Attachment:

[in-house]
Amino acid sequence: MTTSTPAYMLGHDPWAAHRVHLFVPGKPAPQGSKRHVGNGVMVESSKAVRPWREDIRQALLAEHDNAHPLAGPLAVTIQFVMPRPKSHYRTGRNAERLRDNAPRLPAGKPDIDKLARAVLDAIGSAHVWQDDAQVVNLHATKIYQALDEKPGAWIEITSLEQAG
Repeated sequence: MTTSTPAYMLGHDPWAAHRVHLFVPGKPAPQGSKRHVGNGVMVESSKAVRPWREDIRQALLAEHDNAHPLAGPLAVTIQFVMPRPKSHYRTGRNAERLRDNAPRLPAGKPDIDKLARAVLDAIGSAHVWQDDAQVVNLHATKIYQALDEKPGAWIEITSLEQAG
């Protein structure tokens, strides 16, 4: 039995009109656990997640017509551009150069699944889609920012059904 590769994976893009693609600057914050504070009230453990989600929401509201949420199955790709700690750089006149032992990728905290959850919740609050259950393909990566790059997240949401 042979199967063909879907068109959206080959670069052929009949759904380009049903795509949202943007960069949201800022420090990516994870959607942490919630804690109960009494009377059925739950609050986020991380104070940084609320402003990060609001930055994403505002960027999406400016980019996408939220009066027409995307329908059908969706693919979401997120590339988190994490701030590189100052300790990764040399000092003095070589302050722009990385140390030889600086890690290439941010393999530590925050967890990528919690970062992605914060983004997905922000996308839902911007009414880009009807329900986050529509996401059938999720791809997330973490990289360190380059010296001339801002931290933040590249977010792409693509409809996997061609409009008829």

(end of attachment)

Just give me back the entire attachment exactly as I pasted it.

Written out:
[in-house]
Amino acid sequence: MTTSTPAYMLGHDPWAAHRVHLFVPGKPAPQGSKRHVGNGVMVESSKAVRPWREDIRQALLAEHDNAHPLAGPLAVTIQFVMPRPKSHYRTGRNAERLRDNAPRLPAGKPDIDKLARAVLDAIGSAHVWQDDAQVVNLHATKIYQALDEKPGAWIEITSLEQAG
Repeated sequence: MTTSTPAYMLGHDPWAAHRVHLFVPGKPAPQGSKRHVGNGVMVESSKAVRPWREDIRQALLAEHDNAHPLAGPLAVTIQFVMPRPKSHYRTGRNAERLRDNAPRLPAGKPDIDKLARAVLDAIGSAHVWQDDAQVVNLHATKIYQALDEKPGAWIEITSLEQAG
């Protein structure tokens, strides 16, 4: 039995009109656990997640017509551009150069699944889609920012059904 590769994976893009693609600057914050504070009230453990989600929401509201949420199955790709700690750089006149032992990728905290959850919740609050259950393909990566790059997240949401 042979199967063909879907068109959206080959670069052929009949759904380009049903795509949202943007960069949201800022420090990516994870959607942490919630804690109960009494009377059925739950609050986020991380104070940084609320402003990060609001930055994403505002960027999406400016980019996408939220009066027409995307329908059908969706693919979401997120590339988190994490701030590189100052300790990764040399000092003095070589302050722009990385140390030889600086890690290439941010393999530590925050967890990528919690970062992605914060983004997905922000996308839902911007009414880009009807329900986050529509996401059938999720791809997330973490990289360190380059010296001339801002931290933040590249977010792409693509409809996997061609409009008829």